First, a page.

The rise in veganism in the past few years is huge, and if you asked for vegan food 10 or even 5 years ago, you’d be met with surprise or a sigh as ‘it’s complicated and different’. But being a vegan now does not mean you ‘eat lettuce and love life’ but rather it has grown into a lifestyle; one primarily driven by health, the environment or ethical factors. People haven’t suddenly become more radical in their views, but merely they are open to change and have a greater awareness of the meat industry. The range of alternatives on offer is also significantly larger and more appealing than it is has ever been before, meaning to become a flexitarian or vegan is now not an impossible task.
To follow a flexitarian lifestyle means to reduce – but not completely eliminate- your intake of animal products. Instead of the traditional meat and two veg, people are opting for more plant-based foods and occasionally having meat, maybe at the weekends. In the UK, a recent study by supermarket Sainsbury’s, revealed that 91% of Brits now identify as flexitarian. So, with this increasing demand, how has our food industry and culture changed?
Being vegan is not all about just tofu and broccoli anymore – there is an ever-growing range of vegan options from Beyond Meat, Quorn and Moving Mountains. Made from ingredients such as soy, pea or mycoprotein – they’re the closest to the real thing we’ve ever had; so much so that many consumers are unable to tell the difference between a real chicken nugget and a plant-based one. Innovation isn’t purely limited to burgers, Gregg’s vegan sausage roll became the chain’s best-selling new menu item, helping to push sales above £1bn.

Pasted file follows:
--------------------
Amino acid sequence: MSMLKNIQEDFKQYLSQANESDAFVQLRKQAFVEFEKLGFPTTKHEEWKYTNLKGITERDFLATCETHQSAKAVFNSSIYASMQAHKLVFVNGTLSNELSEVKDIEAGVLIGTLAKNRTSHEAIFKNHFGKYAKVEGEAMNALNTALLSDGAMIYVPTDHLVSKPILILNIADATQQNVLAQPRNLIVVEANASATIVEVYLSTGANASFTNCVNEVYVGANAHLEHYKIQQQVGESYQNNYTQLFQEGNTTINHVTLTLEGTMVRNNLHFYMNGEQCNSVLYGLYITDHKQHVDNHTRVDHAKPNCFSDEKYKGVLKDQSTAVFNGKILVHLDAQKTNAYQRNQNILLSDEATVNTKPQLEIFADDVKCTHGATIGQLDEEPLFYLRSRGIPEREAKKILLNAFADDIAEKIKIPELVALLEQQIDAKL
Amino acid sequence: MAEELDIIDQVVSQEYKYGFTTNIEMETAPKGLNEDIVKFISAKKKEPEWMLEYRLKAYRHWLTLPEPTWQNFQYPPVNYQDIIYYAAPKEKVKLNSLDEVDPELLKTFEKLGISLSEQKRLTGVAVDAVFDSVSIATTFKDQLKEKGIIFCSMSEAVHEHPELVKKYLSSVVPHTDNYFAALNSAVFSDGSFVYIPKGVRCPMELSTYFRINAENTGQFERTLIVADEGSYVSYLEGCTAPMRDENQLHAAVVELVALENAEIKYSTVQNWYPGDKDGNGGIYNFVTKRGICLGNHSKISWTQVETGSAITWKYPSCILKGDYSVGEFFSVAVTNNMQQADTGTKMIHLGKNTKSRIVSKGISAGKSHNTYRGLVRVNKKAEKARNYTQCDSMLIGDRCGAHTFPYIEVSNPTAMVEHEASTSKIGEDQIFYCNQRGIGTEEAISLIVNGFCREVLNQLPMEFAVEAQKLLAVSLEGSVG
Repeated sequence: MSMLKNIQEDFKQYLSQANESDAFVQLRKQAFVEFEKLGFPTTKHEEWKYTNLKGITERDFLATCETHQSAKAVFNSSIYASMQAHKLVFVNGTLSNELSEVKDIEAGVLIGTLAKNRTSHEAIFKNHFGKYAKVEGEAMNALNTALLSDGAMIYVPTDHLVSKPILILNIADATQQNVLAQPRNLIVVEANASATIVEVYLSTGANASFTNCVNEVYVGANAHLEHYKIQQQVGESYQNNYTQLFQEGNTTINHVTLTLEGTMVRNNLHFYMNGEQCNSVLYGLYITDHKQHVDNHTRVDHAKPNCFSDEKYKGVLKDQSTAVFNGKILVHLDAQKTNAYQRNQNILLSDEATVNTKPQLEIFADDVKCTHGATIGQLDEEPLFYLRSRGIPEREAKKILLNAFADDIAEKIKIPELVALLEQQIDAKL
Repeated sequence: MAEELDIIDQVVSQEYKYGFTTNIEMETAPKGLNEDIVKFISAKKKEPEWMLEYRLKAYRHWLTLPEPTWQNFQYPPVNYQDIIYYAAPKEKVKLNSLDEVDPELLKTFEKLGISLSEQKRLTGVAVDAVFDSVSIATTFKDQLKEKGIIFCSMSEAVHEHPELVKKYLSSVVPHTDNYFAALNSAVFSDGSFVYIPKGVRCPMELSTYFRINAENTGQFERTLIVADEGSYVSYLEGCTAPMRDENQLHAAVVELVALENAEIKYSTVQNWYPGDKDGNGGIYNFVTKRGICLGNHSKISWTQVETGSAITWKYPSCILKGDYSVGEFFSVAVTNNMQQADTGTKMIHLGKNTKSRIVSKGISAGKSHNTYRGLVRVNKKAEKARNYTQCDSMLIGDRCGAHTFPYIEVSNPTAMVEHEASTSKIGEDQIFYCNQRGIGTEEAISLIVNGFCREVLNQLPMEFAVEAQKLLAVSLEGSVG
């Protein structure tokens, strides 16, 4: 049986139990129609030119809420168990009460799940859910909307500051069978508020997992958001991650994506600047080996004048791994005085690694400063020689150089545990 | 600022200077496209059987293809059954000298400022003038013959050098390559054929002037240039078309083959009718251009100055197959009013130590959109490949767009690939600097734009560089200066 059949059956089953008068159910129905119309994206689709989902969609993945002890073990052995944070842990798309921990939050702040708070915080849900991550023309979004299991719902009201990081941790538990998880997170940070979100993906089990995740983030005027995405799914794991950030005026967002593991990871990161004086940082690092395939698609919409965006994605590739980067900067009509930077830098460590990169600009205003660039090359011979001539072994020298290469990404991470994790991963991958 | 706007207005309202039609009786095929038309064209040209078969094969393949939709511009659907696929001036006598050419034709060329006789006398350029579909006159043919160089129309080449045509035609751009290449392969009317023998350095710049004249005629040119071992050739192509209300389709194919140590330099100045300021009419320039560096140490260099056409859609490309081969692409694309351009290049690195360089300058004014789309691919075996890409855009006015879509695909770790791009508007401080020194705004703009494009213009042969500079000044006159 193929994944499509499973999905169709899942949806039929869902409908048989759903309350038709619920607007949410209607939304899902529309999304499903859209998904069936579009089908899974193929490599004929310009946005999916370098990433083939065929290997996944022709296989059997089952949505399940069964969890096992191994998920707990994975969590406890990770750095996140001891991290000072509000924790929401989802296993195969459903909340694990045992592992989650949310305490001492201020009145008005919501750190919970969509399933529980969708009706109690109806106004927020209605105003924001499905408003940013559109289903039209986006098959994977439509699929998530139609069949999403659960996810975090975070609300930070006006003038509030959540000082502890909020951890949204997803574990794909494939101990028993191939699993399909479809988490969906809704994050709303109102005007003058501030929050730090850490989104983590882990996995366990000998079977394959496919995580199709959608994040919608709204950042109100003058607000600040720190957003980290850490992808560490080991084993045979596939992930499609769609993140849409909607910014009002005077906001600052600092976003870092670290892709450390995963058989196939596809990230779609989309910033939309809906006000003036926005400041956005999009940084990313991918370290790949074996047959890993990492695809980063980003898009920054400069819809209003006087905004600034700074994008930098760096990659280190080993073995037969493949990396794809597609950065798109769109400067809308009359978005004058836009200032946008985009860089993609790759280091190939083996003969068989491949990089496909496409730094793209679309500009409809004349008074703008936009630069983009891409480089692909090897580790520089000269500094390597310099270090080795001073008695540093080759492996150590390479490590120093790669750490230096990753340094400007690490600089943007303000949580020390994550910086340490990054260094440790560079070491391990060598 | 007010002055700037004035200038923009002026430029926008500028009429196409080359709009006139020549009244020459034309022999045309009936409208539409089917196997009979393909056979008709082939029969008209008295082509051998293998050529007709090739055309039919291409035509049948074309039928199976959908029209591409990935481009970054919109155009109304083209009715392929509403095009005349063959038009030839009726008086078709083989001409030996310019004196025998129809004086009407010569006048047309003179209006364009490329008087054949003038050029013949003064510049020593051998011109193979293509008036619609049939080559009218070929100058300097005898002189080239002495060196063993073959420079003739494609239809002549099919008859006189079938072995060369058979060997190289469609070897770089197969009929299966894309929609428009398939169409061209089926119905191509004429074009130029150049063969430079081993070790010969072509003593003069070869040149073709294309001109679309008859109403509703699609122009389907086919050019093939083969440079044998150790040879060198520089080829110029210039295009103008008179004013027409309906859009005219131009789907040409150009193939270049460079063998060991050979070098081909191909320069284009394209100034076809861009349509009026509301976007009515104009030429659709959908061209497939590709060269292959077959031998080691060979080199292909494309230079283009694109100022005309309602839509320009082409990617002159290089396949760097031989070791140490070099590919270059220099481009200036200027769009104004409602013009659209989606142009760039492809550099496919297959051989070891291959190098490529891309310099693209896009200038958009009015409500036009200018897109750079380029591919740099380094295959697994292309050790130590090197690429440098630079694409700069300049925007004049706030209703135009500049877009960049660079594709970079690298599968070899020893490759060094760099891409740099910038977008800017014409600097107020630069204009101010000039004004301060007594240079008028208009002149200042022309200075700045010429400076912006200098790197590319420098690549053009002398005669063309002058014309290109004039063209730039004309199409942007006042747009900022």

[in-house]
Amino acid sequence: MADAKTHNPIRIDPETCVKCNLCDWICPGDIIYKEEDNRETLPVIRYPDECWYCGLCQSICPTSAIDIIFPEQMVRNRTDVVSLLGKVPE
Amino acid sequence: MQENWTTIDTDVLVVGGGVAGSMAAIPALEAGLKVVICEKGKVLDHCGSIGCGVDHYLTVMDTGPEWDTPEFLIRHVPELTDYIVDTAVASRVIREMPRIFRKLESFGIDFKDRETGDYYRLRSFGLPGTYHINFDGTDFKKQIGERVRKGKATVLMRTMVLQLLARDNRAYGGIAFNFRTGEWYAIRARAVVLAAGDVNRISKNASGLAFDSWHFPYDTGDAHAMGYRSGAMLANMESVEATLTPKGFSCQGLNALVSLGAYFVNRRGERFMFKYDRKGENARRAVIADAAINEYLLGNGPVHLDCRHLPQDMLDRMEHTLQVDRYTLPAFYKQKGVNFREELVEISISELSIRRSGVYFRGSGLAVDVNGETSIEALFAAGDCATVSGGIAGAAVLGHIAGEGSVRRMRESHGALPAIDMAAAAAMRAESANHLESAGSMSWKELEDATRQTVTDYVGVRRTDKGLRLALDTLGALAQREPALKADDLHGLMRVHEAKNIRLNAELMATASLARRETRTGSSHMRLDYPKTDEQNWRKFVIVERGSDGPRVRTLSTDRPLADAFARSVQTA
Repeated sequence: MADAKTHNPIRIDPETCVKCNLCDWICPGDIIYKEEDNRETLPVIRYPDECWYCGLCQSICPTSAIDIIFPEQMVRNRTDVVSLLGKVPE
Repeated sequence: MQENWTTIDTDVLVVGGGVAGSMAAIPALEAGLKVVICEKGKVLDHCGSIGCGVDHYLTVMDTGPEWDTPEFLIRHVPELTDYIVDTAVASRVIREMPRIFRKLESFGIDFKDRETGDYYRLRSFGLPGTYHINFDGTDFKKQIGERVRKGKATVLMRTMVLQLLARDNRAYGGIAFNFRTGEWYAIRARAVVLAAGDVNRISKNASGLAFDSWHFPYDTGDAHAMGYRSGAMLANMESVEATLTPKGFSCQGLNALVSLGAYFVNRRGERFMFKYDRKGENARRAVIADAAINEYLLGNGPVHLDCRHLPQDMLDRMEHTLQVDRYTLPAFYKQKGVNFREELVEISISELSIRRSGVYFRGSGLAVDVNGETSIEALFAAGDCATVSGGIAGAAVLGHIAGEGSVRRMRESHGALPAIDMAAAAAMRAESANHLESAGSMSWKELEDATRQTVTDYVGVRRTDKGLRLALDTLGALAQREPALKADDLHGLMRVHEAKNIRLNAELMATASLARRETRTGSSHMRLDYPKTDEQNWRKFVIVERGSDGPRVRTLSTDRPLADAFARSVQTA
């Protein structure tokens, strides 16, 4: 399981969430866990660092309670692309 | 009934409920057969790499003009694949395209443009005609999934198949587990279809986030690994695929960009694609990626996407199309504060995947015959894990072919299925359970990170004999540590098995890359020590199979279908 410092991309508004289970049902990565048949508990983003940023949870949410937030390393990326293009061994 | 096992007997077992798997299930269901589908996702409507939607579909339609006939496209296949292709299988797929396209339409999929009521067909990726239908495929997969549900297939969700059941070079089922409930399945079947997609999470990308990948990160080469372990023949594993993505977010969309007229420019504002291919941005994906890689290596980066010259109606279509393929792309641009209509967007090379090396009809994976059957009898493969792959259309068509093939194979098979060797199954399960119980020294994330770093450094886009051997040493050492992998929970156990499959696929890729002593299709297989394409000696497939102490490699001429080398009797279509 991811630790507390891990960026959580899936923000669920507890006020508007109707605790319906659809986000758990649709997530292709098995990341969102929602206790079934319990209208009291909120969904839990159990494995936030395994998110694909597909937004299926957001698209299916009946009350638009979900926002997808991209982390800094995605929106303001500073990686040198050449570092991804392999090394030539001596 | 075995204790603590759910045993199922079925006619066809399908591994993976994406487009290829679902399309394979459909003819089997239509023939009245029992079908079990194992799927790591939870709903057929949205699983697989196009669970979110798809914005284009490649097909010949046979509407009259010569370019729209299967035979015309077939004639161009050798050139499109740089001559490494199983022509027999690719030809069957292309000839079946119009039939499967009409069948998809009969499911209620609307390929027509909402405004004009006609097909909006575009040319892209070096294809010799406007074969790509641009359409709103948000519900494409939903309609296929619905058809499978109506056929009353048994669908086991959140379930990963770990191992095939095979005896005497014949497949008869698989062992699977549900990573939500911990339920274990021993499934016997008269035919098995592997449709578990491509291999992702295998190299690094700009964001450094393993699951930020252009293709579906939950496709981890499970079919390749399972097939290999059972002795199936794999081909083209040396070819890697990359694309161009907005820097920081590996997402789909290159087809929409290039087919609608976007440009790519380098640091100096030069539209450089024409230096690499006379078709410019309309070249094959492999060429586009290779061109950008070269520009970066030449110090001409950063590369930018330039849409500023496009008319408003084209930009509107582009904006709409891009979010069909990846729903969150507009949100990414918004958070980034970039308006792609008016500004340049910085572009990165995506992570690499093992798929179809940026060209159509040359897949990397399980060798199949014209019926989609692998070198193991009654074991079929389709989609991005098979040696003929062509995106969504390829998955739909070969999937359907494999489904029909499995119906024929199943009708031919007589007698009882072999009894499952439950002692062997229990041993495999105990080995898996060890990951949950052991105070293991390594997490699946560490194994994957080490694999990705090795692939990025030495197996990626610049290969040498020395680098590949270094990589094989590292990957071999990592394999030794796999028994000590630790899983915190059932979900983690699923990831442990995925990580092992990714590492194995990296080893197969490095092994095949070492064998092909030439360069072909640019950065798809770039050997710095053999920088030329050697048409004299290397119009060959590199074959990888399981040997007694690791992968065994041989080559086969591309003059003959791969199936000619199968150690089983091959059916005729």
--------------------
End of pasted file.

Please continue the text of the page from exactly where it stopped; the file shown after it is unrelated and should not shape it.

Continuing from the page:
Aside from innovation, another fundamental reason behind the growth of the vegan food market is rising consumer awareness of the health consequences of eating animal products, as well as the ethical and environmental impact of animal agriculture.
Vegan for health
The reliance on other foods such as whole grains, fruits, vegetables, beans and seeds means that you will have more amount of specific nutrients. Vegan diets tend to provide more fibre, antioxidants and beneficial plant compounds. However, not all vegan diets are created equally however as poorly planned vegan diets may provide insufficient amounts of essential fatty acids, vitamin B12, iron etc.
Yet as British Dietetic Association spokeswoman Linia Patel says, “it’s so faddy, and there are Instagram influencers who are becoming vegan. The key point is always individualisation and research – to know why you’re doing it and how to do it properly, rather than just jumping on a trend.”
Yet I don’t think the large visual presence of veganism on social media is necessarily a bad thing. The vegan community are incredibly active online, and this is likely because their dietary choices are driven by their fundamental beliefs, so they are keen to share their passion for veganism with the world. Instagram is the major platform for the vegan community due to its visual nature – if you want to spread a message, such as your personal reasons for being vegan, showing people is always going to be far more powerful than just telling them. It’s the go-to place for food inspiration, lots of vegan dishes look very appealing as they are colourful and well-balanced making the images very popular. I think a key part of what makes vegan content so stimulating is the growing community of social media influencers advocating the lifestyle as part of their brand, alongside the interest of people towards a different lifestyle, one that is more conscious of the world around them.